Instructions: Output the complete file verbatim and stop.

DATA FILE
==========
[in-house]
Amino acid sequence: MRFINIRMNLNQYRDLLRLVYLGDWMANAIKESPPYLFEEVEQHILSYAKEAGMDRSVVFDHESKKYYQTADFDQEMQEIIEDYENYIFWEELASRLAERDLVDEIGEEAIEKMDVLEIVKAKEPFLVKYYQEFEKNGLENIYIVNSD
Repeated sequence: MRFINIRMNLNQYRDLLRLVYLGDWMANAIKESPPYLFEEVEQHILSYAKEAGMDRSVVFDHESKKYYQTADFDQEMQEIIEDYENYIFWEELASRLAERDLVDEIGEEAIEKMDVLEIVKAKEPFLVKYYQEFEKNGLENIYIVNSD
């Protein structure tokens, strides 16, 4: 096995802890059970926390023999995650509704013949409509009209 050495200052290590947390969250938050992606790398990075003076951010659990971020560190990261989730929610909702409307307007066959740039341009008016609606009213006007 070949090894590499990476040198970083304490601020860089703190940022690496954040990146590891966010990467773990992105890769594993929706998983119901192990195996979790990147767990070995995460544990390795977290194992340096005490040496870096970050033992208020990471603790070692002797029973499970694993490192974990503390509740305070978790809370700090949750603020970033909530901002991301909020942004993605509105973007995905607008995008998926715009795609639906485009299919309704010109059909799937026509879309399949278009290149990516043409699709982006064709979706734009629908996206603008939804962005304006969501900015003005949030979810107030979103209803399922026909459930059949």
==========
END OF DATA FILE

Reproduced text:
[in-house]
Amino acid sequence: MRFINIRMNLNQYRDLLRLVYLGDWMANAIKESPPYLFEEVEQHILSYAKEAGMDRSVVFDHESKKYYQTADFDQEMQEIIEDYENYIFWEELASRLAERDLVDEIGEEAIEKMDVLEIVKAKEPFLVKYYQEFEKNGLENIYIVNSD
Repeated sequence: MRFINIRMNLNQYRDLLRLVYLGDWMANAIKESPPYLFEEVEQHILSYAKEAGMDRSVVFDHESKKYYQTADFDQEMQEIIEDYENYIFWEELASRLAERDLVDEIGEEAIEKMDVLEIVKAKEPFLVKYYQEFEKNGLENIYIVNSD
């Protein structure tokens, strides 16, 4: 096995802890059970926390023999995650509704013949409509009209 050495200052290590947390969250938050992606790398990075003076951010659990971020560190990261989730929610909702409307307007066959740039341009008016609606009213006007 070949090894590499990476040198970083304490601020860089703190940022690496954040990146590891966010990467773990992105890769594993929706998983119901192990195996979790990147767990070995995460544990390795977290194992340096005490040496870096970050033992208020990471603790070692002797029973499970694993490192974990503390509740305070978790809370700090949750603020970033909530901002991301909020942004993605509105973007995905607008995008998926715009795609639906485009299919309704010109059909799937026509879309399949278009290149990516043409699709982006064709979706734009629908996206603008939804962005304006969501900015003005949030979810107030979103209803399922026909459930059949």